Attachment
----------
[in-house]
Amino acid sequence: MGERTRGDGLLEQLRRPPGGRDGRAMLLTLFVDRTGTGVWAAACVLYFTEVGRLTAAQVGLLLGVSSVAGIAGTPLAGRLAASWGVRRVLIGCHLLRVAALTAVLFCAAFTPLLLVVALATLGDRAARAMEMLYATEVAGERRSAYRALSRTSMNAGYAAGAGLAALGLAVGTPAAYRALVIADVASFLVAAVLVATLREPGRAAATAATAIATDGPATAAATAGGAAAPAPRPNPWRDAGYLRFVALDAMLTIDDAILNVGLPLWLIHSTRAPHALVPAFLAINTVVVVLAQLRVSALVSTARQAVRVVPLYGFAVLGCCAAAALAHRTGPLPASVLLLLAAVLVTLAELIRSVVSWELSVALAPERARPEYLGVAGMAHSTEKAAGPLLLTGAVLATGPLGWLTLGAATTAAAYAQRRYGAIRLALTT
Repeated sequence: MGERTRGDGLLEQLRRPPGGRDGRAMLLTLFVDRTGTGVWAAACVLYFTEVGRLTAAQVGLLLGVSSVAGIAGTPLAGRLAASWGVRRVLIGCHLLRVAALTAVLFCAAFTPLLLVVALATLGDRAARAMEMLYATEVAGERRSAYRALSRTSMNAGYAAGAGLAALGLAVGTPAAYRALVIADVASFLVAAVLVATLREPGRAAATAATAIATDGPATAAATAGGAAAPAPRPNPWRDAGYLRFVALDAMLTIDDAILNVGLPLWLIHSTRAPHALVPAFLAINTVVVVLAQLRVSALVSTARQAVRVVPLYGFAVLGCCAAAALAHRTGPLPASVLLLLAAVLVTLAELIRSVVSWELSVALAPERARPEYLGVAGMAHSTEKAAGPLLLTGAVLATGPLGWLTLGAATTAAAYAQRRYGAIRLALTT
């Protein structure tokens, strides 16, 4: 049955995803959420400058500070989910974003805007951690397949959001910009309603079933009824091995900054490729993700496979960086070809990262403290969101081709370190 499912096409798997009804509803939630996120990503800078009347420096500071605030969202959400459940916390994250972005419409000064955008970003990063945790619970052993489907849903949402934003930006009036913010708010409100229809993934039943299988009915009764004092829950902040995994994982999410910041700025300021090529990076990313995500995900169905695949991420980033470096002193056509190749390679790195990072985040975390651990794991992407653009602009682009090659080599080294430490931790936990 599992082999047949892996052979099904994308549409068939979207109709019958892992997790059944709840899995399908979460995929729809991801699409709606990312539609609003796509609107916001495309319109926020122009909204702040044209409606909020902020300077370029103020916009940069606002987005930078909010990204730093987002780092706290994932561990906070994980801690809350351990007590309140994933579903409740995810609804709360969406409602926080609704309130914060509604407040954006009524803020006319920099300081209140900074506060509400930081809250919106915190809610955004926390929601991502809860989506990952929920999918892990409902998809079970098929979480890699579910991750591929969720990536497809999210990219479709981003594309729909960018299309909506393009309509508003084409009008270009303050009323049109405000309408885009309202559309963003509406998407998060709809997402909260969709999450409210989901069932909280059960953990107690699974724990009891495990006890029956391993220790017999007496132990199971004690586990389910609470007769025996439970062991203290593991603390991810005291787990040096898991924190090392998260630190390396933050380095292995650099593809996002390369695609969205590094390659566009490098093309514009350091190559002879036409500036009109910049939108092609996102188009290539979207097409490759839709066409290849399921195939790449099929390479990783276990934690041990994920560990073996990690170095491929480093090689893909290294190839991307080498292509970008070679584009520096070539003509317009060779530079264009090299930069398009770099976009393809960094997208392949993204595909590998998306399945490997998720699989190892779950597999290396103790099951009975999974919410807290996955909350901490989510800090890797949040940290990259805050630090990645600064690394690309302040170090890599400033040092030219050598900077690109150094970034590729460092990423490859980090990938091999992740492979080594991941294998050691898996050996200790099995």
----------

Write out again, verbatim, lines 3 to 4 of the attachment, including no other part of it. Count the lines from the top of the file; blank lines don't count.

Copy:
Repeated sequence: MGERTRGDGLLEQLRRPPGGRDGRAMLLTLFVDRTGTGVWAAACVLYFTEVGRLTAAQVGLLLGVSSVAGIAGTPLAGRLAASWGVRRVLIGCHLLRVAALTAVLFCAAFTPLLLVVALATLGDRAARAMEMLYATEVAGERRSAYRALSRTSMNAGYAAGAGLAALGLAVGTPAAYRALVIADVASFLVAAVLVATLREPGRAAATAATAIATDGPATAAATAGGAAAPAPRPNPWRDAGYLRFVALDAMLTIDDAILNVGLPLWLIHSTRAPHALVPAFLAINTVVVVLAQLRVSALVSTARQAVRVVPLYGFAVLGCCAAAALAHRTGPLPASVLLLLAAVLVTLAELIRSVVSWELSVALAPERARPEYLGVAGMAHSTEKAAGPLLLTGAVLATGPLGWLTLGAATTAAAYAQRRYGAIRLALTT
């Protein structure tokens, strides 16, 4: 049955995803959420400058500070989910974003805007951690397949959001910009309603079933009824091995900054490729993700496979960086070809990262403290969101081709370190 499912096409798997009804509803939630996120990503800078009347420096500071605030969202959400459940916390994250972005419409000064955008970003990063945790619970052993489907849903949402934003930006009036913010708010409100229809993934039943299988009915009764004092829950902040995994994982999410910041700025300021090529990076990313995500995900169905695949991420980033470096002193056509190749390679790195990072985040975390651990794991992407653009602009682009090659080599080294430490931790936990 599992082999047949892996052979099904994308549409068939979207109709019958892992997790059944709840899995399908979460995929729809991801699409709606990312539609609003796509609107916001495309319109926020122009909204702040044209409606909020902020300077370029103020916009940069606002987005930078909010990204730093987002780092706290994932561990906070994980801690809350351990007590309140994933579903409740995810609804709360969406409602926080609704309130914060509604407040954006009524803020006319920099300081209140900074506060509400930081809250919106915190809610955004926390929601991502809860989506990952929920999918892990409902998809079970098929979480890699579910991750591929969720990536497809999210990219479709981003594309729909960018299309909506393009309509508003084409009008270009303050009323049109405000309408885009309202559309963003509406998407998060709809997402909260969709999450409210989901069932909280059960953990107690699974724990009891495990006890029956391993220790017999007496132990199971004690586990389910609470007769025996439970062991203290593991603390991810005291787990040096898991924190090392998260630190390396933050380095292995650099593809996002390369695609969205590094390659566009490098093309514009350091190559002879036409500036009109910049939108092609996102188009290539979207097409490759839709066409290849399921195939790449099929390479990783276990934690041990994920560990073996990690170095491929480093090689893909290294190839991307080498292509970008070679584009520096070539003509317009060779530079264009090299930069398009770099976009393809960094997208392949993204595909590998998306399945490997998720699989190892779950597999290396103790099951009975999974919410807290996955909350901490989510800090890797949040940290990259805050630090990645600064690394690309302040170090890599400033040092030219050598900077690109150094970034590729460092990423490859980090990938091999992740492979080594991941294998050691898996050996200790099995």